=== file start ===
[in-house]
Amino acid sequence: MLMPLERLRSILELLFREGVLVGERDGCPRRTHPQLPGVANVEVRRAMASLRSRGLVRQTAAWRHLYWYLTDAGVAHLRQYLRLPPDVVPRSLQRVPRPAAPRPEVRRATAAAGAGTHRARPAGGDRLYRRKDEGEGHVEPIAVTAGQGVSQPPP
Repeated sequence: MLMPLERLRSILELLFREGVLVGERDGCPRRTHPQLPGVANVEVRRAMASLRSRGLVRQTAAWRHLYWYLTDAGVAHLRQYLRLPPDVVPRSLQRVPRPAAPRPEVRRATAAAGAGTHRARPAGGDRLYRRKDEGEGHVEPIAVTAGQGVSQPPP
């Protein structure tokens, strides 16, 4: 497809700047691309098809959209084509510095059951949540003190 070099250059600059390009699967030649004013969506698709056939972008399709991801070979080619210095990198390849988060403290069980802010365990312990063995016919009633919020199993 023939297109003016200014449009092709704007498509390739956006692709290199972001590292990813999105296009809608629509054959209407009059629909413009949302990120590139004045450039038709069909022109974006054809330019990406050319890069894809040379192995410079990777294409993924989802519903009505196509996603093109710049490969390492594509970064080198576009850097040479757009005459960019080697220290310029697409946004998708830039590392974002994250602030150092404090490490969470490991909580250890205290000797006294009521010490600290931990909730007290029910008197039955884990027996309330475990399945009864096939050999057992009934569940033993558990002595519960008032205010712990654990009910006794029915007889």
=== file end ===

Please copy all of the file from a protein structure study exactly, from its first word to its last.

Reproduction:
[in-house]
Amino acid sequence: MLMPLERLRSILELLFREGVLVGERDGCPRRTHPQLPGVANVEVRRAMASLRSRGLVRQTAAWRHLYWYLTDAGVAHLRQYLRLPPDVVPRSLQRVPRPAAPRPEVRRATAAAGAGTHRARPAGGDRLYRRKDEGEGHVEPIAVTAGQGVSQPPP
Repeated sequence: MLMPLERLRSILELLFREGVLVGERDGCPRRTHPQLPGVANVEVRRAMASLRSRGLVRQTAAWRHLYWYLTDAGVAHLRQYLRLPPDVVPRSLQRVPRPAAPRPEVRRATAAAGAGTHRARPAGGDRLYRRKDEGEGHVEPIAVTAGQGVSQPPP
């Protein structure tokens, strides 16, 4: 497809700047691309098809959209084509510095059951949540003190 070099250059600059390009699967030649004013969506698709056939972008399709991801070979080619210095990198390849988060403290069980802010365990312990063995016919009633919020199993 023939297109003016200014449009092709704007498509390739956006692709290199972001590292990813999105296009809608629509054959209407009059629909413009949302990120590139004045450039038709069909022109974006054809330019990406050319890069894809040379192995410079990777294409993924989802519903009505196509996603093109710049490969390492594509970064080198576009850097040479757009005459960019080697220290310029697409946004998708830039590392974002994250602030150092404090490490969470490991909580250890205290000797006294009521010490600290931990909730007290029910008197039955884990027996309330475990399945009864096939050999057992009934569940033993558990002595519960008032205010712990654990009910006794029915007889």